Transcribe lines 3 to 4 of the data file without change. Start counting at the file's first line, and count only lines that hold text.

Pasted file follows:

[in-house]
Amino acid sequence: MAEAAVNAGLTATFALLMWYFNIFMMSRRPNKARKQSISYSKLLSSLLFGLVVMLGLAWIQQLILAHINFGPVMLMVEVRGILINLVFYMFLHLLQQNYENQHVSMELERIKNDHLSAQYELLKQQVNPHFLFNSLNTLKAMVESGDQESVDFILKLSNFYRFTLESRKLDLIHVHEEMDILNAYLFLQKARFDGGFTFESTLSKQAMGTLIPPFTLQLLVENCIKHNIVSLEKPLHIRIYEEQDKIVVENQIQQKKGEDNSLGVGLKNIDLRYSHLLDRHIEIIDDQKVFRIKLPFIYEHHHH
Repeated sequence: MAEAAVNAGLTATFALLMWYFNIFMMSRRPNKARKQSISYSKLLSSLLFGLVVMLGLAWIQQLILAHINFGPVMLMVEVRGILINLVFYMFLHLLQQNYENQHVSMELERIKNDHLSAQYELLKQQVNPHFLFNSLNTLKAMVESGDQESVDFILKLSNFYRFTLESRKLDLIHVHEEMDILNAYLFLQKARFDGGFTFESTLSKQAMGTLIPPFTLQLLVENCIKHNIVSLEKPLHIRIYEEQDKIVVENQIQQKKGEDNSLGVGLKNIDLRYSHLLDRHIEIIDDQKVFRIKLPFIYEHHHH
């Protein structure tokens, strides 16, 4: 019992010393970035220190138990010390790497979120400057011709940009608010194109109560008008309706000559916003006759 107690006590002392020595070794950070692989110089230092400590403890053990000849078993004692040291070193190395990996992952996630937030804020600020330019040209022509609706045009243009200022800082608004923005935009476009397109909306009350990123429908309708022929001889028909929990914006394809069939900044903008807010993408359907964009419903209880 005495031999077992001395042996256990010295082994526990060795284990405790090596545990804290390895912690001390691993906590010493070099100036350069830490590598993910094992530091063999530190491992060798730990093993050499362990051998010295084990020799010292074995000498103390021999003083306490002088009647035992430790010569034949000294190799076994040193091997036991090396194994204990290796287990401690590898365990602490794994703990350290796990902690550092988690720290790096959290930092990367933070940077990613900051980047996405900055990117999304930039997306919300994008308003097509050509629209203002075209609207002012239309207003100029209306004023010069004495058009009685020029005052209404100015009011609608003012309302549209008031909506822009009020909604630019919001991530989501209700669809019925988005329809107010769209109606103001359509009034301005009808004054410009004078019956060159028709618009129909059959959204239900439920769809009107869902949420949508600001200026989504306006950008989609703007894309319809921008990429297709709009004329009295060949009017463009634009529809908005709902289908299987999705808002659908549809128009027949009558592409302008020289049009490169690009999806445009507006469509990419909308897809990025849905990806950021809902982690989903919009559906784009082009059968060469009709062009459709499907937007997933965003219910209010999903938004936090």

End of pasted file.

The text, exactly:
Repeated sequence: MAEAAVNAGLTATFALLMWYFNIFMMSRRPNKARKQSISYSKLLSSLLFGLVVMLGLAWIQQLILAHINFGPVMLMVEVRGILINLVFYMFLHLLQQNYENQHVSMELERIKNDHLSAQYELLKQQVNPHFLFNSLNTLKAMVESGDQESVDFILKLSNFYRFTLESRKLDLIHVHEEMDILNAYLFLQKARFDGGFTFESTLSKQAMGTLIPPFTLQLLVENCIKHNIVSLEKPLHIRIYEEQDKIVVENQIQQKKGEDNSLGVGLKNIDLRYSHLLDRHIEIIDDQKVFRIKLPFIYEHHHH
């Protein structure tokens, strides 16, 4: 019992010393970035220190138990010390790497979120400057011709940009608010194109109560008008309706000559916003006759 107690006590002392020595070794950070692989110089230092400590403890053990000849078993004692040291070193190395990996992952996630937030804020600020330019040209022509609706045009243009200022800082608004923005935009476009397109909306009350990123429908309708022929001889028909929990914006394809069939900044903008807010993408359907964009419903209880 005495031999077992001395042996256990010295082994526990060795284990405790090596545990804290390895912690001390691993906590010493070099100036350069830490590598993910094992530091063999530190491992060798730990093993050499362990051998010295084990020799010292074995000498103390021999003083306490002088009647035992430790010569034949000294190799076994040193091997036991090396194994204990290796287990401690590898365990602490794994703990350290796990902690550092988690720290790096959290930092990367933070940077990613900051980047996405900055990117999304930039997306919300994008308003097509050509629209203002075209609207002012239309207003100029209306004023010069004495058009009685020029005052209404100015009011609608003012309302549209008031909506822009009020909604630019919001991530989501209700669809019925988005329809107010769209109606103001359509009034301005009808004054410009004078019956060159028709618009129909059959959204239900439920769809009107869902949420949508600001200026989504306006950008989609703007894309319809921008990429297709709009004329009295060949009017463009634009529809908005709902289908299987999705808002659908549809128009027949009558592409302008020289049009490169690009999806445009507006469509990419909308897809990025849905990806950021809902982690989903919009559906784009082009059968060469009709062009459709499907937007997933965003219910209010999903938004936090």